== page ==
The Responsibility of Plan Fiduciaries

Last Updated: March 17, 2017

Protecting against the Self-Interest of Others for the Good of Participants

Fiduciaries of the JP Morgan Chase 401(k) Savings Plan have recently been sued by Plan participants. Listed allegations include:
  • failing to monitor and evaluate the cost of investment options
  • imprudently allowing the Plan’s assets to remain in various proprietary (JPMorgan) investment vehicles rather than lower fee, similar investment vehicles, and
  • failing to remove fiduciaries whose performance was sub-par.[1]
Also specified as an allegation in the complaint was the failure to, “have an independent system of review in place to ensure that Plan participants were being charged appropriate and reasonable fees for both proprietary and non-proprietary investment options.”[2] Because the investment options were largely JP Morgan products, it was somewhat easier for the Plaintiffs to allege Plan Fiduciaries were not acting in the best interest of Plan Participants. Instead, they were acting in the best interest of the Plan Sponsor as the retirement plan was largely composed of JP Morgan products.
…your job as a fiduciary to ensure others are not promoting their own agenda above those of plan participants’.
Initially, the complaint filed against Fiduciaries of the JP Morgan Plan may seem removed from the typical plan fiduciaries who are not themselves in the recordkeeping business. However, such is not actually the case. The Complaint’s allegations have much in common with suits filed against plan sponsors in non-financial industry sectors. One example is the Complaint’s allegation of the failure to, “have an independent system of review in place to ensure that Plan participants were being charged appropriate and reasonable fees for both proprietary and non-proprietary investment options.”[3] Perhaps the most important take-away from this case for plan fiduciaries of all industries is that it is your job as a fiduciary to ensure others are not promoting their own agenda above those of plan participants’. In this particular case, the complaint alleged JP Morgan provided investment products that were advantageous to the plan sponsor and not in the best interest of participants.  For example, if a plan fiduciary failed to evaluate properly their plan record keeper’s recommendation to use their funds within the plan, the fiduciary in such an instance would be just as liable for not protecting the interests of participants, as are the fiduciaries in the recent JP Morgan case.  Who, then, can you trust to help you navigate the maze of retirement plan management? The answer is very often that it is appropriate to consult an outside, independent investment advisor[4] or manager[5].[6] Such an investment advisor or manager can work with the plan fiduciaries to develop an Investment Policy Statement to which fiduciaries can look in evaluating their investment lineup in a systematic and unbiased fashion. Using investment monitoring metrics set out in the investment policy statement, the advisor can provide written analyses with recommendations of whether to replace or retain funds.  If a fund receives a replacement recommendation, the investment advisor may provide a fund or funds with which you as the fiduciary may choose as the replacement if, indeed, a decision is made to replace. Decisions should be carefully analyzed and the analysis documented. If you use a 3(21) Investment Adviser wherein the adviser is a co-fiduciary, your fiduciary-committee members will maintain the responsibility of voting on whether to replace or retain, and provide documentation, with the help of your investment advisor. Documentation should be made accordingly, and you investment advisor will likely be able to help you with that. If you use a 3(38) Investment Manager, the same documentation should be made with regard to the Investment Policy Statement, performance evaluations, and decision documentation.  However, because in a 3(38) relationship, the advisor becomes the investment manager, your Committee’s responsibility is limited to overseeing your investment advisor. This oversight is to ensure the delegation to your advisor as the investment manager continues to be an appropriate one. The world of retirement plan management is complex. Plan fiduciaries and plan sponsors typically prefer to focus on their own core competencies in their given industry. This enables them to have the most thriving business possible while still providing their employees with the best retirement possible. At Pension Consultants, we can help you manage your retirement plan so you can focus on the business of being you! If you have questions or would like assistance, please contact our ERISA Services team today at (417) 889-4918.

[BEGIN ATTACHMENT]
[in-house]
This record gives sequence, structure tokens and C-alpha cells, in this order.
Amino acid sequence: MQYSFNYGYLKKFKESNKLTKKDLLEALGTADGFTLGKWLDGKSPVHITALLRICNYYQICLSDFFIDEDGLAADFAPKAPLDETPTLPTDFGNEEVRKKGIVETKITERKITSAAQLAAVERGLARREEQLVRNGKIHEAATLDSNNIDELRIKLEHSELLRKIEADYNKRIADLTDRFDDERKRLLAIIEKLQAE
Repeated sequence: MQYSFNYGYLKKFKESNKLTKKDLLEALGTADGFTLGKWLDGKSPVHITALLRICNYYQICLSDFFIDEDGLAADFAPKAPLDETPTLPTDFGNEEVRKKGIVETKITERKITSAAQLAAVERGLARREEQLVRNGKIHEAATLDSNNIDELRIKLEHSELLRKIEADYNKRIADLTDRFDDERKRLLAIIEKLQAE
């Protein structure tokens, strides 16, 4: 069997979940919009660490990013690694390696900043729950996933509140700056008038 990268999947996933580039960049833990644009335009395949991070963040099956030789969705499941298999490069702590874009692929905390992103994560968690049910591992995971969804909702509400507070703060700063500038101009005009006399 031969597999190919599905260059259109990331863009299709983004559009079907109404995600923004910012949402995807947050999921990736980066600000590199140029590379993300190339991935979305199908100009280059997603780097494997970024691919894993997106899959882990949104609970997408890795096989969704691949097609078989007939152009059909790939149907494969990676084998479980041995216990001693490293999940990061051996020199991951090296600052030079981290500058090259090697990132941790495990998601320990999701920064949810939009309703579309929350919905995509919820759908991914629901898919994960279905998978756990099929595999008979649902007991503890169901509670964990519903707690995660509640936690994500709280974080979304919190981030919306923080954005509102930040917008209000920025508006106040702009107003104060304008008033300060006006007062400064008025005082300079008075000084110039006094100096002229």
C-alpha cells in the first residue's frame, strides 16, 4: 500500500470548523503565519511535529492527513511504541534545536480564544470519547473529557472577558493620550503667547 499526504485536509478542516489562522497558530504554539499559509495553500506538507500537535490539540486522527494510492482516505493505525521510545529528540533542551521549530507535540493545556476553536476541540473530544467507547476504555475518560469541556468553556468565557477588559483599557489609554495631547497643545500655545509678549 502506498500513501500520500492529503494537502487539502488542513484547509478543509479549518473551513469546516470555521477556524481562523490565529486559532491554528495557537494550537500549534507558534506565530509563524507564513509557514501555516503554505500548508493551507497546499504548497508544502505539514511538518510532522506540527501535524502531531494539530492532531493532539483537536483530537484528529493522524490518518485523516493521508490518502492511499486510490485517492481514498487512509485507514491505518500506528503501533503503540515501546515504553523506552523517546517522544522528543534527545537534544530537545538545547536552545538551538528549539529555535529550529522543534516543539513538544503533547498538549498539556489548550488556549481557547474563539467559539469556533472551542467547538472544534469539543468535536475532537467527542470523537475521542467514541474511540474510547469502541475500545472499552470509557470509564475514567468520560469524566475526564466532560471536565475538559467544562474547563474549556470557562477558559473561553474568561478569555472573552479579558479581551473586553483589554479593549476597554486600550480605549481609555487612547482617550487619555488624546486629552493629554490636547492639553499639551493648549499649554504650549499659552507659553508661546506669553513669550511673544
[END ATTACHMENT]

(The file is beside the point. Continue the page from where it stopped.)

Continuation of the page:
The information provided in this document is not intended to be legal advice. Neither Pension Consultants, Inc. nor any of its employees engage in the practice of law. If assistance is needed in making legal determinations, counsel in the appropriate jurisdiction should be retained, and Pension Consultants may continue to provide consulting services if needed.
[1] Paragraph 195 of Complaint [2] Paragraph 79 of Complaint [3] Paragraph 79 of Complaint [4] See 29 U.S. Code §1102 [5] See 29 U.S. Code §1102 [6] See 29 U.S. Code §1105 (c) –
PCI’s archived blog entries are dated, the rules and statutes referenced may have changed. The analysis or guidance within these blog entries may have become stale, dated, or no longer accurate. PCI will not update or change these entries to reflect the latest analysis or development.


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